Skip to main content
ARS Home » Northeast Area » Geneva, New York » Plant Genetic Resources Research » Research » Research Project #434562

Research Project: Conservation and Utilization of Priority Vegetable Crop Genetic Resources and Associated Information

Location: Plant Genetic Resources Research

Project Number: 8060-21000-027-00-D
Project Type: In-House Appropriated

Start Date: Apr 15, 2018
End Date: Apr 14, 2023

Objective:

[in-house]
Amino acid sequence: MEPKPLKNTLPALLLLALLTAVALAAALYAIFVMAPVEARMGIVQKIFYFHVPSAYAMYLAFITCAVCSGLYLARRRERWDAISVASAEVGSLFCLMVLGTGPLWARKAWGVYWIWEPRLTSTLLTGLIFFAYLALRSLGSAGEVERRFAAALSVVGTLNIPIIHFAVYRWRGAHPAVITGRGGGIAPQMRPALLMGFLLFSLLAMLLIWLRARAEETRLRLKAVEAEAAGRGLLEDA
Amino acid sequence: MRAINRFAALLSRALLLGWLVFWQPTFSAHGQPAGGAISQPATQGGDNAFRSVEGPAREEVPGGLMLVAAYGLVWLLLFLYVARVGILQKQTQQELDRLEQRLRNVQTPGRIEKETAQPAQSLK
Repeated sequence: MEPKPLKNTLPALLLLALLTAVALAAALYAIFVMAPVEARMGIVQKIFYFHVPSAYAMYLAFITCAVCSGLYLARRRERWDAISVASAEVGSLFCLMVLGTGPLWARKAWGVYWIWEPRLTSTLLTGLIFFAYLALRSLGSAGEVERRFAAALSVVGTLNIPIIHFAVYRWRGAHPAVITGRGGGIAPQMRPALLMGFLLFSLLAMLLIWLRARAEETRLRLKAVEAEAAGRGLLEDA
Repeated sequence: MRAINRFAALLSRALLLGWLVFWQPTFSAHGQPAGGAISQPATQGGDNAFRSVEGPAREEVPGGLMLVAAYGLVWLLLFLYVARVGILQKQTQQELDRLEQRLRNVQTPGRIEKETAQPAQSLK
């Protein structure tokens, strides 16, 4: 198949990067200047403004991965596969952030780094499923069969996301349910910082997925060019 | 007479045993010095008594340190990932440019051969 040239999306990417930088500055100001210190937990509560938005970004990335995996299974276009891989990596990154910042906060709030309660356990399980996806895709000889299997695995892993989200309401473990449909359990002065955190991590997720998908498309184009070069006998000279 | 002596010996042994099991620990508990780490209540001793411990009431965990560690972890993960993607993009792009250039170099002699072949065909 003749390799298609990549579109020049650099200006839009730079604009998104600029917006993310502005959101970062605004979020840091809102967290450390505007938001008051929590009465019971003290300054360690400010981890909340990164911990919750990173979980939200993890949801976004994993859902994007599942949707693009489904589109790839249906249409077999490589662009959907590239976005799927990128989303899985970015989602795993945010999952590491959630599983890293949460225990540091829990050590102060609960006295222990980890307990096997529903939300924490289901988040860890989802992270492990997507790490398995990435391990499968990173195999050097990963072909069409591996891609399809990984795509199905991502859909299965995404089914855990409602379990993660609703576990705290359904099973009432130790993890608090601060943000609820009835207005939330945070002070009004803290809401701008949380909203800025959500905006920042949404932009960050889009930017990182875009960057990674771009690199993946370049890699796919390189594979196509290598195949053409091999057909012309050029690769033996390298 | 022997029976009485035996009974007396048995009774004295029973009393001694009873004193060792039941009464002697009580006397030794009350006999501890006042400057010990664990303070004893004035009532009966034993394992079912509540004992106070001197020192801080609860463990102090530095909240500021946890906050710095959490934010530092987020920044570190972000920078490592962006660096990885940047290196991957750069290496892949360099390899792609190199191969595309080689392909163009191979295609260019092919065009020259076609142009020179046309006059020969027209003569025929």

Objective 1: Efficiently and effectively acquire and maintain the safety, genetic integrity, health and viability of priority vegetable genetic resources, and distribute them and associated information worldwide. [NP301, C2, PS 2A] Sub-objective 1.A. Fill gaps in collections of tomato, onion, cole crops, winter squash, celery and radish through germplasm exchange, cooperator donations, and expired Plant Variety Protection material. Perform routine regenerations of accessions locally and through cooperators. Rescue currently unavailable accessions with low inventory or low viability if possible. Sub-objective 1.B. Ensure long term safety of collections by systematically completing backups of 2,000 seed per accession at Plant and Animal Genetic Resources Preservation (PAGRP), Ft. Collins, CO. Optimize workflow and seed storage operations to efficiently handle and distribute seed. Disseminate information associated with germplasm resources in publications and reports. Objective 2: Develop more effective germplasm maintenance, evaluation, or characterization methods and apply them to priority vegetable genetic resources. Record and disseminate evaluation and characterization data via GRIN-Global and other data sources. [NP301, C2, PS 2A] Sub-objective 2.A. Improve methods for germplasm regenerations for onion, cole crops, and winter squash through applying and optimizing best management practices of plant and seed production. Optimize protocols for data collection from routine regenerations including CGC descriptors for tomato, onion, cole crops and winter squash, and for in-house germination and seed quality tests for crops conserved. Sub-objective 2.B. Collaborate with ARS and other scientists to characterize quality traits in tomato, onion, and cole crops collections. Collaborate with Germplasm Resources Information Network (GRIN)-GLOBAL and appropriate public databases to ensure that data associated with germplasm resources are accessible via cross-links or searches. Objective 3: With other National Plant Germplasm System (NPGS) genebanks and Crop Germplasm Committees, develop, update, document, and implement best management practices and Crop Vulnerability Statements for priority vegetable genetic resource and information management. [NP301, C2, PS 2A] Sub-objective 3.A. Strengthen and implement best management practices for conservation of germplasm through cooperation and consultation with CGCs and with other NPGS genebanks for Cucurbita (NC7, S9), Brassica (NC7), Allium (W6), and tomato (TGRC). Update the Plant Genetic Resources Unit (PGRU) NE9 Manual of Procedures. Sub-objective 3.B. Collaborate with Cucurbit, Crucifer, Leafy Vegetable, Root and Bulb, and Tomato CGCs to update crop vulnerability statements.